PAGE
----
The third P&O ship which usually runs from Dover is being inspected today for safety.
The Pride of Canterbury hasn't moved from the port since March 17, when the firm sacked nearly 800 seafarers with no prior warning.
The shock move sparked outrage, with protests taking place across the country, including in Dover, and with calls made to boycott P&O.
The firm said the move was necessary to keep the business afloat, and hired cheaper agency workers to run its ships.
But inspections were needed on the vessels before they could start moving again.
The Pride of Canterbury has yet to be inspected by the Maritime and Coastguard Agency (MCA).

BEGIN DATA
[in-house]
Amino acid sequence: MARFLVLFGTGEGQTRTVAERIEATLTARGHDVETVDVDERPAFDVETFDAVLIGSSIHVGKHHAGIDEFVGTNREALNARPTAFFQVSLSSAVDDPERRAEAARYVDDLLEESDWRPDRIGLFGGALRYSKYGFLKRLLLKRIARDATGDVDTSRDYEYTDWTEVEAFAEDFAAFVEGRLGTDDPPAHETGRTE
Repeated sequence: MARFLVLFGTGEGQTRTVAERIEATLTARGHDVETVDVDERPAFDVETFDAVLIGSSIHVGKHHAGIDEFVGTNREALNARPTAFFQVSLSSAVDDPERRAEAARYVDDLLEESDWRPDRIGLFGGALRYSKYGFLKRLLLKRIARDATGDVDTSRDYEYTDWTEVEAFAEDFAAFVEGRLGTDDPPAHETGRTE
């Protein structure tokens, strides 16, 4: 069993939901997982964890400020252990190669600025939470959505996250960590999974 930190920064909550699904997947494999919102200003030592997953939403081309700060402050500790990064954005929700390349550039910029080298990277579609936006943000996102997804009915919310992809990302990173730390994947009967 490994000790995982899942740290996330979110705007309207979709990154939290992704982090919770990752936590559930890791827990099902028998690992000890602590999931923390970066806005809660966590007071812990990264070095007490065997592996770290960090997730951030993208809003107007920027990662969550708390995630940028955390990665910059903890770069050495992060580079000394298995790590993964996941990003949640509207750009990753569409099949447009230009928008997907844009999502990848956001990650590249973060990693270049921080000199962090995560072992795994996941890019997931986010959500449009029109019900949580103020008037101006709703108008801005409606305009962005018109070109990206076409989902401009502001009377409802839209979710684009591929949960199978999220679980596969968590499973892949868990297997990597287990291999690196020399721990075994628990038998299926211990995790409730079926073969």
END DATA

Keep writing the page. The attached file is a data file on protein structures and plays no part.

Its Dover-based sister ships, Pride of Kent and Spirit of Britain, have both now passed inspections and services for passengers and freight have resumed on both.
A spokesman for the MCA said today: "A team of surveyors is currently carrying out an inspection of Pride of Canterbury at the request of P&O Ferries.”
All together, 10 P&O ferries will be inspected through the Port State Control regime by the MCA.
Pride of Hull, which runs the Hull to Rotterdam route, Norbay, which runs Liverpool to Dublin, and Norbank, Pride of Rotterdam, European Causeway, and European Highlander, which all sail the Cairnryan – Larne route, have been inspected and cleared to sail, along with the two Dover based ships.
Pride of Kent has had four inspections altogether, three of which were reinspections.
One other ferry is yet to have its full Port State Control inspection.